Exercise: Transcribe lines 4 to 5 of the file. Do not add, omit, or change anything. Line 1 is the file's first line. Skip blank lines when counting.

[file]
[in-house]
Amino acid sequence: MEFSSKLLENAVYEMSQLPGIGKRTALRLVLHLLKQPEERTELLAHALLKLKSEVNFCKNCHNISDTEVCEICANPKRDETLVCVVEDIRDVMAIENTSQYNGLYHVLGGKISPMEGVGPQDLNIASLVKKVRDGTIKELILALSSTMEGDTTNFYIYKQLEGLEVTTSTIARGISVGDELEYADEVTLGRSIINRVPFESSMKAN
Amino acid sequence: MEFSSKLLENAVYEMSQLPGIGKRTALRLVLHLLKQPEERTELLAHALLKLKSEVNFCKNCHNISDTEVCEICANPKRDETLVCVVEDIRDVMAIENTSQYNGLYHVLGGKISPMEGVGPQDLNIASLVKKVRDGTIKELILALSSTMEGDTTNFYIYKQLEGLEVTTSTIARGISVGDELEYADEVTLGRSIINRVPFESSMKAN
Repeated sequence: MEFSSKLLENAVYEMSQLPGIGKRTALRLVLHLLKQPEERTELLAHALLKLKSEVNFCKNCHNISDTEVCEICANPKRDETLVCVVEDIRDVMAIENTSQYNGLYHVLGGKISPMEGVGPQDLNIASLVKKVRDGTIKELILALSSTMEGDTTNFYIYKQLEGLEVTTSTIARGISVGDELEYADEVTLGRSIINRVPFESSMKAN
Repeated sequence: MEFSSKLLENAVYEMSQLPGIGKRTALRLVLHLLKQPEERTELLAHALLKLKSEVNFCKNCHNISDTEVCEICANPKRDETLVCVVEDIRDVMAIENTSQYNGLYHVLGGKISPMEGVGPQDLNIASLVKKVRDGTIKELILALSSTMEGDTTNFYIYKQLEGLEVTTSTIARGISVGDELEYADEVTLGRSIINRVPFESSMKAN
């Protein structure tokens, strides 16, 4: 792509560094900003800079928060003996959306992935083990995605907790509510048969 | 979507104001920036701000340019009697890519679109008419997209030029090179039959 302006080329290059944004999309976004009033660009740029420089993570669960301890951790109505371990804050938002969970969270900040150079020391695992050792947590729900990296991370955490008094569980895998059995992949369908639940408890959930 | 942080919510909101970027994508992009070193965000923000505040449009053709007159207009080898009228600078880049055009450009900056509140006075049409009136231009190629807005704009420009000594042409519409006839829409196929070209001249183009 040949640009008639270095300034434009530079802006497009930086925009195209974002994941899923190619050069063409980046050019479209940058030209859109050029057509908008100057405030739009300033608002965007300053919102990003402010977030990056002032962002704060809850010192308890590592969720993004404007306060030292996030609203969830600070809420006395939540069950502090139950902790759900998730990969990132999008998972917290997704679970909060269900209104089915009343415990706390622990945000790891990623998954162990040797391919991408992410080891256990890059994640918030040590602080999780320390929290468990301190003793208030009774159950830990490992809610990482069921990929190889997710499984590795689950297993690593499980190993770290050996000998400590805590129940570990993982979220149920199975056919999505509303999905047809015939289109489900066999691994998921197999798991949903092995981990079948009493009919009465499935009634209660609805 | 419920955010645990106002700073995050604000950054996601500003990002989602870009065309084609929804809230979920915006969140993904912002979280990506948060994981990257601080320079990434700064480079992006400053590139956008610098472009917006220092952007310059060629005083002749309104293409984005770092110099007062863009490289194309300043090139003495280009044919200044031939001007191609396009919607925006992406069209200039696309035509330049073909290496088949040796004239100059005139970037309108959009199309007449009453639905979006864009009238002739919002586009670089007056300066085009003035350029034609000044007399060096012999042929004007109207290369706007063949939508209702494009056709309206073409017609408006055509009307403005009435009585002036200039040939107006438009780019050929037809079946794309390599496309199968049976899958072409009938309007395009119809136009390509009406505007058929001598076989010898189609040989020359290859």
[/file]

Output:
Repeated sequence: MEFSSKLLENAVYEMSQLPGIGKRTALRLVLHLLKQPEERTELLAHALLKLKSEVNFCKNCHNISDTEVCEICANPKRDETLVCVVEDIRDVMAIENTSQYNGLYHVLGGKISPMEGVGPQDLNIASLVKKVRDGTIKELILALSSTMEGDTTNFYIYKQLEGLEVTTSTIARGISVGDELEYADEVTLGRSIINRVPFESSMKAN
Repeated sequence: MEFSSKLLENAVYEMSQLPGIGKRTALRLVLHLLKQPEERTELLAHALLKLKSEVNFCKNCHNISDTEVCEICANPKRDETLVCVVEDIRDVMAIENTSQYNGLYHVLGGKISPMEGVGPQDLNIASLVKKVRDGTIKELILALSSTMEGDTTNFYIYKQLEGLEVTTSTIARGISVGDELEYADEVTLGRSIINRVPFESSMKAN